1ST DCA ADVANCES INDUSTRY’S INTERESTS ON TWO IMPORTANT W.C. FRONTS: MCC and EMA
Claimant suffered severe degenerative conditions in his shoulder(s). After a minor fall he petitioned for right shoulder replacement on grounds that while he may have been mildly symptomatic (and ‘self-medicating’) prior to the accident, he was not receiving medical treatment, and, could possibly have gone without shoulder replacement had there been no fall, which now caused new, immobilizing impairment (or so he alleged).
The judge appointed an EMA who reported: the MCC of the need for shoulder replacement was the preexisting condition: there was no objective medical evidence of new injury.
However; the JCC overrode the EMA opinion and awarded shoulder replacement using, not in so many words but essentially, the ‘straw that broke the camel’s back’ analogy: i.e., he was able to work, and might not have needed surgery, but for the fall. The JCC also stressed there had been no “medical treatment” in the time prior to the fall.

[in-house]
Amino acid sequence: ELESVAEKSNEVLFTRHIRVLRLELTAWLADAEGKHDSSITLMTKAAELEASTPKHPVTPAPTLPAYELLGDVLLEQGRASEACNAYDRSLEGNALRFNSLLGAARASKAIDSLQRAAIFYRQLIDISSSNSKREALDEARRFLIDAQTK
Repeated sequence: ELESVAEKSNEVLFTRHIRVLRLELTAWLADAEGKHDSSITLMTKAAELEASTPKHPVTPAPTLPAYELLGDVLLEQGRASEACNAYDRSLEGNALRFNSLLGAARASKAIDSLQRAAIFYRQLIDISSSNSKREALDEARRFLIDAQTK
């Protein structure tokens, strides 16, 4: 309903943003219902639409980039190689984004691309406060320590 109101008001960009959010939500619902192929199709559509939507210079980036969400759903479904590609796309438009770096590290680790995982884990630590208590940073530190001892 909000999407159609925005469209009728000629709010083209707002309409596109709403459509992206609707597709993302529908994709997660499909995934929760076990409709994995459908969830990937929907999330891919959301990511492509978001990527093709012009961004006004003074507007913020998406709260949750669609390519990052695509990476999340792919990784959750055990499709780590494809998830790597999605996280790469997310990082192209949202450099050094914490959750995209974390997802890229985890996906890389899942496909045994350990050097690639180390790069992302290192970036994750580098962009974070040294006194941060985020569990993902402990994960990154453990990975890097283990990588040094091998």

On appeal MKRS challenged both the JCC’s disregard of the EMA, and, misapplication of MCC.
EMA: The court has often in the past ruled it will not second-guess JCC’s who override (presumptively correct) EMA opinions. It accomplished this by treating the question of whether “clear and convincing evidence” exists to override such opinions as “competent substantial evidence” (CSE) questions, giving a JCC broader leeway and making it harder for an appealing party to reverse.
Without announcing any policy change, the court simply applied a legal (‘de novo’) test, not a “CSE” test, in determining “clear and convincing evidence” wasn’t present and then it reversed — not for further proceedings — but with instructions to dismiss the claim. In short, the holding is a strong signal that overriding an EMA opinion is now more likely to come under appellate scrutiny — on authority of this case.
Where industry has made any “substantial” (meaning as opposed to ‘insubstantial’) contribution to a personal, pre-existing risk of harm, it should pay, subject to apportionment where applicable. However, given the elimination of the Special Disability Trust Fund, it is important that industry also have a “relief valve” for problems it has not caused — and the substituted MCC and apportionment filters from unwarranted exposure were becoming clogged in the ebb and flow of court interpretations. They may function better after Owen.